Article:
The Sunday Telegraph - Travel - - Cover Story -

Tick­ets (and one Eu­rail pass), in­clud­ing one fine for at­tempt­ing to hop on a Mum­bai com­muter with­out a ticket din­ner in Italy; to fall asleep in China and wake up in Viet­nam. But the real flavour lay in the joints and hinges that held those coun­tries to­gether, the bor­ders and the no-man’s-lands where cur­ren­cies dou­bled up, cul­tures merged, and lan­guages over­lapped. Th­ese unique hubs, th­ese beau­ti­ful bub­bling spots that train trav­ellers have all to them­selves as they pass seam­lessly from one side to an­other.

Trains take a trav­eller deep into the guts of a city, privy to the unedited grime and beauty. There’s no hid­ing from the voyeur at the train win­dow who peers into your home and sees laun­dry dry­ing; ob­serves the evening fam­ily meal; spies on the lovers kiss­ing on a bench.

In Pyongyang I stayed in lux­ury ho­tels, played 10-pin bowl­ing and toured su­per­mar­kets – all the as­pects the North Kore­ans want to show­case. But once the train had pulled out of the city and be­gun to can­ter through the coun­try­side to Hamhung and Wonsan, the bones were laid bare. Lone cy­clists would watch us wave madly from the win­dows, and af­ter a care­fully con­sid­ered mo­ment or two, would break into a smile and risk a wob­ble by rais­ing a hand to wave back. And on close in­spec­tion, ap­par­ently aban­doned car­riages clothed in rust re­vealed squat­ters who lived on board, the oc­ca­sional head peer­ing from a bro­ken win­dow.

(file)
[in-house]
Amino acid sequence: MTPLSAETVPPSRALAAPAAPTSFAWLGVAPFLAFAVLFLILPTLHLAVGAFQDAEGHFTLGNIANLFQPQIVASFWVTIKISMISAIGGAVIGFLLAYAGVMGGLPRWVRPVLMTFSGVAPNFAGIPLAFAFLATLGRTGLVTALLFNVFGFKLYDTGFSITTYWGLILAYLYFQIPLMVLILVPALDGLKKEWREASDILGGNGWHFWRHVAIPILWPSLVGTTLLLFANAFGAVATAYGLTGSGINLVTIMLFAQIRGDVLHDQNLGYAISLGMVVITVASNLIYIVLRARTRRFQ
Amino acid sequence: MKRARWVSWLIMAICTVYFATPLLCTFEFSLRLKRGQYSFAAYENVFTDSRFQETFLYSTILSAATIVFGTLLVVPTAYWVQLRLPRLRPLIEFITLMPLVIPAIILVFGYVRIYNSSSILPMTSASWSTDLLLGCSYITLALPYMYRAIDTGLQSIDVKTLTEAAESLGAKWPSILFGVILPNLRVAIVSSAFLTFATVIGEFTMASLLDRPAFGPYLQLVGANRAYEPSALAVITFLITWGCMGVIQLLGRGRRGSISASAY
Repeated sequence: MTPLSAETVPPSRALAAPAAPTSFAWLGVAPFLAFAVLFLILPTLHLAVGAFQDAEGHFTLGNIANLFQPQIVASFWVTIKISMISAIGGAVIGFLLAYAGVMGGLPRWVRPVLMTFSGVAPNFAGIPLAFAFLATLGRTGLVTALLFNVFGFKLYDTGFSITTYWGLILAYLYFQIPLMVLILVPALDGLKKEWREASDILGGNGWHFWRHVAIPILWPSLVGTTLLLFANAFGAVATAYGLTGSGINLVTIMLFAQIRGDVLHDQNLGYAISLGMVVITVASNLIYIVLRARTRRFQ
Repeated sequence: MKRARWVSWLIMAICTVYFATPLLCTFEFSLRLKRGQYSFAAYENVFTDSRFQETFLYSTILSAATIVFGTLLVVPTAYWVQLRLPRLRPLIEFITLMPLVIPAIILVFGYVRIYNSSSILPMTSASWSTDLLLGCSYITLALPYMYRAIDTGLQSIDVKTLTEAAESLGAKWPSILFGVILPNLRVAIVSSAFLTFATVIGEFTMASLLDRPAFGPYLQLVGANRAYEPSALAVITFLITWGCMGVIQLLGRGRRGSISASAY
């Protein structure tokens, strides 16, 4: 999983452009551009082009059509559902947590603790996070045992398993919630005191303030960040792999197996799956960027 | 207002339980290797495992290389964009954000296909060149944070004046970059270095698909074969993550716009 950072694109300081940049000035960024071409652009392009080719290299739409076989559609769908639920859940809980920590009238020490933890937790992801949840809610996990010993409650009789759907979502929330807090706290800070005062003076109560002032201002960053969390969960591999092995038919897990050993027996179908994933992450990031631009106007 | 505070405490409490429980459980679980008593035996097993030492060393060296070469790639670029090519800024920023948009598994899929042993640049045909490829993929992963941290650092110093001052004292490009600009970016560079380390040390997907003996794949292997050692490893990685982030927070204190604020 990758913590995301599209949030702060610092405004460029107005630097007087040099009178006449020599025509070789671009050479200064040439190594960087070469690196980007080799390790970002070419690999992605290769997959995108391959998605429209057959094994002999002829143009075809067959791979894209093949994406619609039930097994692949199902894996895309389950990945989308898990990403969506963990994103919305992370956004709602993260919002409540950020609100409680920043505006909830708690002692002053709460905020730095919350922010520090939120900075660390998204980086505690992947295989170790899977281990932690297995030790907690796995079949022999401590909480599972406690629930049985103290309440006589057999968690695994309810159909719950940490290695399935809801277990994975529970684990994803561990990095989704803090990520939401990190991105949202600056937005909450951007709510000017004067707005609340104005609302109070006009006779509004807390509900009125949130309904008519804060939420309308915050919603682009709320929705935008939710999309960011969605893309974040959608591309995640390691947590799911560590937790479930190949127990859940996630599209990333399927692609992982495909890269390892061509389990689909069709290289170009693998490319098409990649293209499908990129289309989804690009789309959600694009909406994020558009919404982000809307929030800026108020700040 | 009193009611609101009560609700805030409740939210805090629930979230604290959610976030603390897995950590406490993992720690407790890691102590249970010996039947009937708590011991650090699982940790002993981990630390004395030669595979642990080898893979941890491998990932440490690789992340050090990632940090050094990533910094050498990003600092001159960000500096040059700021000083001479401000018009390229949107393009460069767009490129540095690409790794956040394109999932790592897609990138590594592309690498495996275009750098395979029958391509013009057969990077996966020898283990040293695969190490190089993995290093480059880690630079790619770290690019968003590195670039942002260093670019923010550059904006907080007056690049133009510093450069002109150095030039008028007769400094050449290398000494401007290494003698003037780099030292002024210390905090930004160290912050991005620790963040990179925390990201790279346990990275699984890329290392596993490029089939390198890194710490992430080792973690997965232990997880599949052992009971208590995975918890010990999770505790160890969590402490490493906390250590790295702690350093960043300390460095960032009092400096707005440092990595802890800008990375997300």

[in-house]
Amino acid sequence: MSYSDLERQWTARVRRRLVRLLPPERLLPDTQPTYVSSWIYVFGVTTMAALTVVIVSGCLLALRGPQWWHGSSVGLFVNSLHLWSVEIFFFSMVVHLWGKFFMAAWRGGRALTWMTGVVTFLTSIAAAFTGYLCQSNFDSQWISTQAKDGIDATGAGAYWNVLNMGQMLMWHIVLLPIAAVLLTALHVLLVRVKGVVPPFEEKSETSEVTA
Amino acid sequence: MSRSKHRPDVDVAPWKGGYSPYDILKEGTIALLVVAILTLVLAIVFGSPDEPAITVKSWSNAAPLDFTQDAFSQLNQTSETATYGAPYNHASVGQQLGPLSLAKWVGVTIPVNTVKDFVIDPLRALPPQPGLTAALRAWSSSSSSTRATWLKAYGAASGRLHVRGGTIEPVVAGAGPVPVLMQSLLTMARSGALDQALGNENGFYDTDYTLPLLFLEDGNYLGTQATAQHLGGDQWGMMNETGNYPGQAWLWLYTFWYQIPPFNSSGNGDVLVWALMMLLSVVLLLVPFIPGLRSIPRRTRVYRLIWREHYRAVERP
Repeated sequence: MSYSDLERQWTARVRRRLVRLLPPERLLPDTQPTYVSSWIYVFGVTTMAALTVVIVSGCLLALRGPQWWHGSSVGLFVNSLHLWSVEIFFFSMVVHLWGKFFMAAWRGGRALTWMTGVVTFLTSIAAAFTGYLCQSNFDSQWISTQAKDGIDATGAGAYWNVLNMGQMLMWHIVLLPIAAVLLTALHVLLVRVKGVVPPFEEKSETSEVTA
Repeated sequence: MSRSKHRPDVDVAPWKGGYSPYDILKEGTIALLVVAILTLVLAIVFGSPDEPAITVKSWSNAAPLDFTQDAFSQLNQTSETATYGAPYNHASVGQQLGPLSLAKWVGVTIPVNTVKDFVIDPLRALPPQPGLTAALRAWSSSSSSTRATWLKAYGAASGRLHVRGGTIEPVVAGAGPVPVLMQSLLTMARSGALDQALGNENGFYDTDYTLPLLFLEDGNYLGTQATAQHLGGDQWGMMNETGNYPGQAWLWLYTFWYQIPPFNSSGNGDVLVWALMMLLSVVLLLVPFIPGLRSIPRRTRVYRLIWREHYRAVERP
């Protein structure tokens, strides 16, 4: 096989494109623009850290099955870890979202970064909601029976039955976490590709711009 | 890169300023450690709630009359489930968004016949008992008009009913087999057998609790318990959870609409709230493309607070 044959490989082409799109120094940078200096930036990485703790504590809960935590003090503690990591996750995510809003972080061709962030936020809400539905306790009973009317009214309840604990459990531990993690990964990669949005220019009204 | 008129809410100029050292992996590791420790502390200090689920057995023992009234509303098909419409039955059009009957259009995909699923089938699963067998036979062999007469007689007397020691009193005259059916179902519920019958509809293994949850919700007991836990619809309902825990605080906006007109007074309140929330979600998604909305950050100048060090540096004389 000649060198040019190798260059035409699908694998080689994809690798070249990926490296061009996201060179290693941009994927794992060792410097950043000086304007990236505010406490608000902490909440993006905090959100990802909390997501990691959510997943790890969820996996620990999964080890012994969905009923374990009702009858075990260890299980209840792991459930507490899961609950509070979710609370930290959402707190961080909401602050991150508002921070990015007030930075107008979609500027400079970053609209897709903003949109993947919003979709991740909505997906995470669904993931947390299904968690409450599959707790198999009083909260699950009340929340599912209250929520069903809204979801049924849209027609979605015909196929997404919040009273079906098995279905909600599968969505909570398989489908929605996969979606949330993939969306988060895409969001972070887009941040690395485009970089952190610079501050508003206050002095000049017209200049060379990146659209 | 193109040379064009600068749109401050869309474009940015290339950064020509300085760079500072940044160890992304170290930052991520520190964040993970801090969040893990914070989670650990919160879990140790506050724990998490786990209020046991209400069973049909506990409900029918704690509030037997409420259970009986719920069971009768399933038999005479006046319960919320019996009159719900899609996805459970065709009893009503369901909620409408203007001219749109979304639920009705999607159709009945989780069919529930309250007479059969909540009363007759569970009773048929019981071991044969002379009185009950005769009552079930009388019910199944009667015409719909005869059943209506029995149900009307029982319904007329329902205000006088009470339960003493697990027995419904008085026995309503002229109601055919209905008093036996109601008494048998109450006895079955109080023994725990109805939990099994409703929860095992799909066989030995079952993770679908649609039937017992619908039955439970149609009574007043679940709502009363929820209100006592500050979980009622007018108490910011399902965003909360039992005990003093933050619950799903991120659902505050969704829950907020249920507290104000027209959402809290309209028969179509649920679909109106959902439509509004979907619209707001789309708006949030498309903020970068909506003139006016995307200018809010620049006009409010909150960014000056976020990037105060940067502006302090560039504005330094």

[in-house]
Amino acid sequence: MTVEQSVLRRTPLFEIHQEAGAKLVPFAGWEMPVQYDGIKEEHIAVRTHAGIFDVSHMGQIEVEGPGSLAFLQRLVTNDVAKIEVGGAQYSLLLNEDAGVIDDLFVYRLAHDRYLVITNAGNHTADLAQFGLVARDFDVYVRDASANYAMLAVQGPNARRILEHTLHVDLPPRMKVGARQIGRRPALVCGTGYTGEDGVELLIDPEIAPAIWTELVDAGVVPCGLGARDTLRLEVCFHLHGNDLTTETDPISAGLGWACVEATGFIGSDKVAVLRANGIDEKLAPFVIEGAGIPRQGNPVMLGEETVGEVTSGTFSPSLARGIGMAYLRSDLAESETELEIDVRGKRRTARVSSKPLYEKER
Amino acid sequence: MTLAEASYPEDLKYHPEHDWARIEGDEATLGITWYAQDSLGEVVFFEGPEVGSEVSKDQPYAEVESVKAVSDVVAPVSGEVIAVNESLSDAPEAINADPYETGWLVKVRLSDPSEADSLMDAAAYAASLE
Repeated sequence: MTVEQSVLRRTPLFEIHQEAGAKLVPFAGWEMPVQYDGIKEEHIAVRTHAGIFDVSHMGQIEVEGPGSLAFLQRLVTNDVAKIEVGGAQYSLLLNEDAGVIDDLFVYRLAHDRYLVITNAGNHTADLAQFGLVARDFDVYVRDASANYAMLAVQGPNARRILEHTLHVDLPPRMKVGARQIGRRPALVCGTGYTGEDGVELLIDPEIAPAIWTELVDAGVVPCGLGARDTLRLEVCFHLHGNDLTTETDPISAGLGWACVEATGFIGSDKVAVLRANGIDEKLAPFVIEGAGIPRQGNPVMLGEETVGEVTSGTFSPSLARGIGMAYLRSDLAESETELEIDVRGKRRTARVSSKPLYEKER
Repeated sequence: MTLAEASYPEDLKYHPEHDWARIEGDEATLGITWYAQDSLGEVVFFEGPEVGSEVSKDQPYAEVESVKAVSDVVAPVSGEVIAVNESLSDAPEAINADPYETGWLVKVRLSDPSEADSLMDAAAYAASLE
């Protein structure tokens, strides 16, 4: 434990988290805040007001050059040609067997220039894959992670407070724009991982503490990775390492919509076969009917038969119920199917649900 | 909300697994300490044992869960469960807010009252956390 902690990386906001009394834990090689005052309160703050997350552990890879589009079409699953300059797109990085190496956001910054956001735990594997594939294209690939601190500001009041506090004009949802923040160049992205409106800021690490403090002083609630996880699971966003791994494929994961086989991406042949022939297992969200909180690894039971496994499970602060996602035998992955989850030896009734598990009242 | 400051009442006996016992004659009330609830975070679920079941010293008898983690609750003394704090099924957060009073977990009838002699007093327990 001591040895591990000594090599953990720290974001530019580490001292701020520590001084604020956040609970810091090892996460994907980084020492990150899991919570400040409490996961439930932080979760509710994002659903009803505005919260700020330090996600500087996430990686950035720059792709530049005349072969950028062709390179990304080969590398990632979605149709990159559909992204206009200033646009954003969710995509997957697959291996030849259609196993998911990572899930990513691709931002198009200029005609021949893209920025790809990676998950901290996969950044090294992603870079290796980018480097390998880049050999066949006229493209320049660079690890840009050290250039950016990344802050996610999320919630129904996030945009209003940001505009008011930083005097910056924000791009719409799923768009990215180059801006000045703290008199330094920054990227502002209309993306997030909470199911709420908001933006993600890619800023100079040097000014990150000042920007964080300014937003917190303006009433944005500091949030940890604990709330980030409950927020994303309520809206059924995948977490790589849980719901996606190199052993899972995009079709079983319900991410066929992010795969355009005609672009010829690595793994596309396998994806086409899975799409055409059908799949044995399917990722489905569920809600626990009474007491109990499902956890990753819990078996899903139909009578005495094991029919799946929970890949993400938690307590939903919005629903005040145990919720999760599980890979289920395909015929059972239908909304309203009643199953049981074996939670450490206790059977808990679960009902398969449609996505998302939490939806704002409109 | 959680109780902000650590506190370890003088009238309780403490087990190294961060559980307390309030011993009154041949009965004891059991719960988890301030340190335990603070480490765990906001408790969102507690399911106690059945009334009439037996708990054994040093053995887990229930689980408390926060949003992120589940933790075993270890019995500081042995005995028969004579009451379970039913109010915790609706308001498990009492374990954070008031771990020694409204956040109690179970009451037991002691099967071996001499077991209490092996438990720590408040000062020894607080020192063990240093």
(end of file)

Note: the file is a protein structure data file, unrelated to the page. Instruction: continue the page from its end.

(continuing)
When I set off from Lon­don St Pan­cras last May, the plan was to travel as far and as widely as I could by train in the hope of em­u­lat­ing the zing and spirit of an ear­lier ad­ven­ture rid­ing on In­dia’s

The bridge on the river Kwai, above; the Re­uni­fi­ca­tion Ex­press in Viet­nam, left

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